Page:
Tuesday, June 18, 2013
Well, that turned out to be kind of true and yet also utter bullshit, so when I found myself arriving at York on a campus littered - I mean, replete - with goose droppings, not making any friends despite being three months into the course and having volunteered myself as the president of the Graduate Students' Association, and generally not having a good time whatsoever (read: eating pasta out of a plastic picnic set given to me by John's mom when I moved, watching Family Guy episodes one after another at night and crying into my food), I felt pretty downtrodden.
The academic experience was also proving to be disappointing, as I felt it lacked the structure and leadership I'd gotten so used to at Mount Holyoke, not to mention how readily available our professors were there. Here, my dissertation adviser held a meeting with me on the phone during her train ride down to London. I was thrilled when the literary critic I most admired took up a post at York as a visiting professor and I was assigned to his course, only to discover that he had no interest in teaching students and made time pass during our tutorials by asking us to read Milton's Paradise Lost aloud.
John was working in Paris and the distance felt immense. He made late night journeys into York on the cheap ticket trains whenever he could, arriving at 12:51 a.m. We'd spend a weekend together, I'd cry when he'd have to leave and then feel miserable for a week or so.
Above all, I was lonely. My offers to plan activities with people on my course were rebuffed with polite excuses and, since the majority of them had been undergraduates at York, they already had established cliques and weren't interested in adding new faces.
Anyway, I was clearly unhappy but I didn't want my parents to know. I was also broke and terrified, as it was the first time I'd taken out a loan in my name to pay for the school fees. I remember going on a grocery shopping trip with John when he was over and refusing to buy Cheerios because I felt I couldn't afford them.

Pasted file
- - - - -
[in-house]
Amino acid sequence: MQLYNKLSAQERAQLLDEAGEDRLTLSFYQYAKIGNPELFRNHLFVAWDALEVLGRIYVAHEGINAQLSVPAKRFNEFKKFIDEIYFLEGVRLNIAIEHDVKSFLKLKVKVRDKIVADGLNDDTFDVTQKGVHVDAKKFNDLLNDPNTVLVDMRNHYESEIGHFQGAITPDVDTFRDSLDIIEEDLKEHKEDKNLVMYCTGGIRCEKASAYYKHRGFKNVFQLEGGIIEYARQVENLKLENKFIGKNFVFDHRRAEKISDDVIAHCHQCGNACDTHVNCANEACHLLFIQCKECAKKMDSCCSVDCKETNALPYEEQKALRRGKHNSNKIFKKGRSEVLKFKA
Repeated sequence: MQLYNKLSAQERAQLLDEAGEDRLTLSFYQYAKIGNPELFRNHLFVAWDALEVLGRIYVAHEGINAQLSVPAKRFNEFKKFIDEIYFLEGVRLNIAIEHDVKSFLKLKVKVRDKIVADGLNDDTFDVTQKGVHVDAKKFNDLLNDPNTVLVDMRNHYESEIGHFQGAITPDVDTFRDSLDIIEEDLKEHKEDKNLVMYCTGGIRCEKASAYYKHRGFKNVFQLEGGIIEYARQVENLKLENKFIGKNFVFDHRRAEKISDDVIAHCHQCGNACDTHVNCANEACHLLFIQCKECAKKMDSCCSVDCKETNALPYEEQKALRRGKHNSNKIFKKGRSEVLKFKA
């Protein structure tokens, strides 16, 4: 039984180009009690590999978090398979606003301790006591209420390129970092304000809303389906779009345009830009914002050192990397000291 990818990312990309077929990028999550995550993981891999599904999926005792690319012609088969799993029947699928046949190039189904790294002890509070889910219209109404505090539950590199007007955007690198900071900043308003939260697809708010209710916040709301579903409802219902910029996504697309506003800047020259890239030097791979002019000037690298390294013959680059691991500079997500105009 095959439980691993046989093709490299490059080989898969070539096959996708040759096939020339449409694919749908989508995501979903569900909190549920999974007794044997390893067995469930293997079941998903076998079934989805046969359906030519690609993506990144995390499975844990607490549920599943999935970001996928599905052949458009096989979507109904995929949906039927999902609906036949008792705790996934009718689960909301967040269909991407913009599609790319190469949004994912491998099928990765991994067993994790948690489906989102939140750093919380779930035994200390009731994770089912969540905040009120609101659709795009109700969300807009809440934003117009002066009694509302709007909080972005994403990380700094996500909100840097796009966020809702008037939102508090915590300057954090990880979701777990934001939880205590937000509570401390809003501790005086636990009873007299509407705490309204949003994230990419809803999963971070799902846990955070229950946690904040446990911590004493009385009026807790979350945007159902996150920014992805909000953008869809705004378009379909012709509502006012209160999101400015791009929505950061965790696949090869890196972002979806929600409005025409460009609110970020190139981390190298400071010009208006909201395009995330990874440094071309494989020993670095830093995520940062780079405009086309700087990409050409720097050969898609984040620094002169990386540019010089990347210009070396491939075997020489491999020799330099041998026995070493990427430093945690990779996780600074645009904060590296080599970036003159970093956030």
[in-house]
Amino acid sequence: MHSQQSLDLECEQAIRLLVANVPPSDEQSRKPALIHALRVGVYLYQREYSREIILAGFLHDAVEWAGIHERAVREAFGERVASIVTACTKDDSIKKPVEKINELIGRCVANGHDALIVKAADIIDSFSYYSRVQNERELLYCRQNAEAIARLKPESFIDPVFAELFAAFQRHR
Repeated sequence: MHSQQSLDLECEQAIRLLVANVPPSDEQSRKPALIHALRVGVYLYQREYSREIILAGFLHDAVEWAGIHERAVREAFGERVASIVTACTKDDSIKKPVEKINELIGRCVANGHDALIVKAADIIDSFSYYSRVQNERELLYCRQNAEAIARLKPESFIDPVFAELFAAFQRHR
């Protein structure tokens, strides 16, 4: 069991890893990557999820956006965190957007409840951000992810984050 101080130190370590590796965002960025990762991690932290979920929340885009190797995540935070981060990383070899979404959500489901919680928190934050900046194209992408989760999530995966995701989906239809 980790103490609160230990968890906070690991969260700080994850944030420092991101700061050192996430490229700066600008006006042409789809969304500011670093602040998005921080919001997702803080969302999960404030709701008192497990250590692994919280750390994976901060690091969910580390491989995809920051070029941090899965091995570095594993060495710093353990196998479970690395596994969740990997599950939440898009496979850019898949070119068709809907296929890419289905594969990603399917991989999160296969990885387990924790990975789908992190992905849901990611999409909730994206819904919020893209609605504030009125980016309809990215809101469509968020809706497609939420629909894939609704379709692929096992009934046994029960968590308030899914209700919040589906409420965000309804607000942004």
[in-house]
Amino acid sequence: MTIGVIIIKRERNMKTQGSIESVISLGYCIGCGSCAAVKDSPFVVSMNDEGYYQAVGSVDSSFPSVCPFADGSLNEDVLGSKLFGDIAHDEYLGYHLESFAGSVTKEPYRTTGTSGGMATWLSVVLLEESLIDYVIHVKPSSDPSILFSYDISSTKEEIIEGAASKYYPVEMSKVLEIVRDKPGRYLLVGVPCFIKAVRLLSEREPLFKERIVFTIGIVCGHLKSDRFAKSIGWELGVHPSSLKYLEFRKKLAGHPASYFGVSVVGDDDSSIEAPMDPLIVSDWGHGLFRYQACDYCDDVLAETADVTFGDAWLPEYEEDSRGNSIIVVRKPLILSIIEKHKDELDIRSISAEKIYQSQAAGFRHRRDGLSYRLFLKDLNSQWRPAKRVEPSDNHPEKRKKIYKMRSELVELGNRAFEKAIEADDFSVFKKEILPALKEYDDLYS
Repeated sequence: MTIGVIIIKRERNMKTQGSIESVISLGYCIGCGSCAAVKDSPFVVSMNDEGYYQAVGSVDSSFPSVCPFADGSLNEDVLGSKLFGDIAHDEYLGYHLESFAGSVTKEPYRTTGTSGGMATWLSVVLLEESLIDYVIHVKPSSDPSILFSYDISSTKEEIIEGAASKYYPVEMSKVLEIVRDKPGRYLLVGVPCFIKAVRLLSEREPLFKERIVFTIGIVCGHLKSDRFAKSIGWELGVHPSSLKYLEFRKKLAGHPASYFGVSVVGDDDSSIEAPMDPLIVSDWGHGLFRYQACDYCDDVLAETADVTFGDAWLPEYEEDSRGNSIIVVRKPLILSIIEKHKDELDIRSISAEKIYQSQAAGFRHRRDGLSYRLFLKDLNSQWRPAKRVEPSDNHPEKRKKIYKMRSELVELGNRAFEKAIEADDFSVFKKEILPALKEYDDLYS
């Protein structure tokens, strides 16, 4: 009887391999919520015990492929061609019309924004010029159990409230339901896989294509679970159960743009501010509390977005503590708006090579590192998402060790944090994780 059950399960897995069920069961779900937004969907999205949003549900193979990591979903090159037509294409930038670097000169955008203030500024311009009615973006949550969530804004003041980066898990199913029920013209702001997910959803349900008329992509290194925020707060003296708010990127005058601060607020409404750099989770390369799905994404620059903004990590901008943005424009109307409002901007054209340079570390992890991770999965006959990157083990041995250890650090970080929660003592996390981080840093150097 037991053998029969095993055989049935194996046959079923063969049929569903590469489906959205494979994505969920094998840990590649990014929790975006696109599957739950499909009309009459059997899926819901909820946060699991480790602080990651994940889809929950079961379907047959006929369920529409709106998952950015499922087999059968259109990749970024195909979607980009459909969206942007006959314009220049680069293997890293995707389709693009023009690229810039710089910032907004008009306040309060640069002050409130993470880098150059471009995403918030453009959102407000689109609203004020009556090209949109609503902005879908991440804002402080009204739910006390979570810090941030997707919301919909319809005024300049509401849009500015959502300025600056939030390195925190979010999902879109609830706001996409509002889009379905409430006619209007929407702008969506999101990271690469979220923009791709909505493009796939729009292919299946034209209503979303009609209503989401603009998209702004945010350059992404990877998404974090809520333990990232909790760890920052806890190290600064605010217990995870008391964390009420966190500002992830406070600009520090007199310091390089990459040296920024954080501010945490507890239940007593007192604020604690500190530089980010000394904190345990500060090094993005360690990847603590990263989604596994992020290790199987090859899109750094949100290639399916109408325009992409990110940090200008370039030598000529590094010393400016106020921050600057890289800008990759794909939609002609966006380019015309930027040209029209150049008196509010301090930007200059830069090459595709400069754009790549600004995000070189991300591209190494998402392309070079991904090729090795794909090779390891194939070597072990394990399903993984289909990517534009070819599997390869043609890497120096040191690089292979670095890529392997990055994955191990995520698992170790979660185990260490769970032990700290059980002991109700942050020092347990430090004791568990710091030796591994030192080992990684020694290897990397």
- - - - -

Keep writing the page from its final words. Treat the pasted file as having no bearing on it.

I lost about 15 pounds because I was worried about money, about performing well on my course, and also because I was just desperately homesick. My lack of friends, despite all my efforts, added to the stress.
A few months later, an envelope arrived from the US, addressed to me in my dad's familiar, angular, but perfect, architect's scrawl. Puzzled, as it felt like a card but wasn't anywhere near my birthday, I opened it, only to find a blank piece of thick card stock folded in half. Inside, two crisp fifty pound notes (that's "bills" to my fellow Americans!) were carefully sandwiched inside, along with a handwritten message that said, in all caps, "GO BUY YOURSELF A NICE DINNER. DAD".
I burst into tears. It was like a hug, a pat on the back, as if to say, "I know. You're doing fine. You'll get through it." And I did. I had one of the best years of my life that year; I learned a lot about myself and did well on the course, plus secured a temporary position in the fall at Little, Brown, where I started my publishing career, before moving on to Penguin. I eventually did make some great friends, some of whom I'm still in touch with today.
So, sometimes my dad can be aloof, pretend to be clueless, but really, he knows. After all, how could he not? He was the first person to hold me when I was born. And he's looked after me ever since.
Love you, Dad. Thanks for everything.
Note: I should also add that I made two student loan payments during my time at York, only to receive an email shortly before my third payment was due that read, "Thank you. We have received payment of your loan in full." Turns out my dad had decided to pay off my loan for me as he "couldn't stand" to see me pay interest, according to my mom. I still owe him big bucks.